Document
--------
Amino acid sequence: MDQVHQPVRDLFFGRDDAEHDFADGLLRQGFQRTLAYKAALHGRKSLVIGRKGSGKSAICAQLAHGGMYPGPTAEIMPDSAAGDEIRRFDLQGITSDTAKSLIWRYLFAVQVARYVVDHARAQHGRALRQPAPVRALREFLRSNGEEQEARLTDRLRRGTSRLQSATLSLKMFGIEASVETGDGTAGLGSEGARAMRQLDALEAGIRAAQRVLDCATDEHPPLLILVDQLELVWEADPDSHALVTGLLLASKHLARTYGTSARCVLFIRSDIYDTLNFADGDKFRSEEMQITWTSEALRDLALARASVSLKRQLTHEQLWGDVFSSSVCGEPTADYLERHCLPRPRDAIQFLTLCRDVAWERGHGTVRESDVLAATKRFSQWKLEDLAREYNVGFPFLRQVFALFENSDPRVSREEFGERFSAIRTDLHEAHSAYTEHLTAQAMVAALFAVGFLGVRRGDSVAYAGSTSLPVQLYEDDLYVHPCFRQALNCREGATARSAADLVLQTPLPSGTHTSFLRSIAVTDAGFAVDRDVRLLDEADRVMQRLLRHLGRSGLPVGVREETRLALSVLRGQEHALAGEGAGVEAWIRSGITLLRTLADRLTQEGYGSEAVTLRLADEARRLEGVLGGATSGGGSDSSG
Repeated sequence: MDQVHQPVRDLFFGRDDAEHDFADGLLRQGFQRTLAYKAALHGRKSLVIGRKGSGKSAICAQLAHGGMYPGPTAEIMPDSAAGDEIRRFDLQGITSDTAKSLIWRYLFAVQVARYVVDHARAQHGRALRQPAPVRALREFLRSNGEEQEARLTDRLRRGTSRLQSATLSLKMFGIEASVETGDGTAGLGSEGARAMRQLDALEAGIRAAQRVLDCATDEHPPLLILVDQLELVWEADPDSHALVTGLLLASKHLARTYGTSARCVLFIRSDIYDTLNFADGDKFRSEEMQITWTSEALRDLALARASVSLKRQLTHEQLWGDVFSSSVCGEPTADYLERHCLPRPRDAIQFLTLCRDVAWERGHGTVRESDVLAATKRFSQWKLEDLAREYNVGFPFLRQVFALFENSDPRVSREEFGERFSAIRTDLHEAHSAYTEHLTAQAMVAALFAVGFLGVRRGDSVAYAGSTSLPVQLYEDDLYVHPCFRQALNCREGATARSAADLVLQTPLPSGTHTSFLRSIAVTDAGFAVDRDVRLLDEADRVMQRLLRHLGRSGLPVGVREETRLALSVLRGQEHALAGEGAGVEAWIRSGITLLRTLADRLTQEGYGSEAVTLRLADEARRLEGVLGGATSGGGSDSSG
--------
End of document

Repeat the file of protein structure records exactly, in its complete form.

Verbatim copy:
Amino acid sequence: MDQVHQPVRDLFFGRDDAEHDFADGLLRQGFQRTLAYKAALHGRKSLVIGRKGSGKSAICAQLAHGGMYPGPTAEIMPDSAAGDEIRRFDLQGITSDTAKSLIWRYLFAVQVARYVVDHARAQHGRALRQPAPVRALREFLRSNGEEQEARLTDRLRRGTSRLQSATLSLKMFGIEASVETGDGTAGLGSEGARAMRQLDALEAGIRAAQRVLDCATDEHPPLLILVDQLELVWEADPDSHALVTGLLLASKHLARTYGTSARCVLFIRSDIYDTLNFADGDKFRSEEMQITWTSEALRDLALARASVSLKRQLTHEQLWGDVFSSSVCGEPTADYLERHCLPRPRDAIQFLTLCRDVAWERGHGTVRESDVLAATKRFSQWKLEDLAREYNVGFPFLRQVFALFENSDPRVSREEFGERFSAIRTDLHEAHSAYTEHLTAQAMVAALFAVGFLGVRRGDSVAYAGSTSLPVQLYEDDLYVHPCFRQALNCREGATARSAADLVLQTPLPSGTHTSFLRSIAVTDAGFAVDRDVRLLDEADRVMQRLLRHLGRSGLPVGVREETRLALSVLRGQEHALAGEGAGVEAWIRSGITLLRTLADRLTQEGYGSEAVTLRLADEARRLEGVLGGATSGGGSDSSG
Repeated sequence: MDQVHQPVRDLFFGRDDAEHDFADGLLRQGFQRTLAYKAALHGRKSLVIGRKGSGKSAICAQLAHGGMYPGPTAEIMPDSAAGDEIRRFDLQGITSDTAKSLIWRYLFAVQVARYVVDHARAQHGRALRQPAPVRALREFLRSNGEEQEARLTDRLRRGTSRLQSATLSLKMFGIEASVETGDGTAGLGSEGARAMRQLDALEAGIRAAQRVLDCATDEHPPLLILVDQLELVWEADPDSHALVTGLLLASKHLARTYGTSARCVLFIRSDIYDTLNFADGDKFRSEEMQITWTSEALRDLALARASVSLKRQLTHEQLWGDVFSSSVCGEPTADYLERHCLPRPRDAIQFLTLCRDVAWERGHGTVRESDVLAATKRFSQWKLEDLAREYNVGFPFLRQVFALFENSDPRVSREEFGERFSAIRTDLHEAHSAYTEHLTAQAMVAALFAVGFLGVRRGDSVAYAGSTSLPVQLYEDDLYVHPCFRQALNCREGATARSAADLVLQTPLPSGTHTSFLRSIAVTDAGFAVDRDVRLLDEADRVMQRLLRHLGRSGLPVGVREETRLALSVLRGQEHALAGEGAGVEAWIRSGITLLRTLADRLTQEGYGSEAVTLRLADEARRLEGVLGGATSGGGSDSSG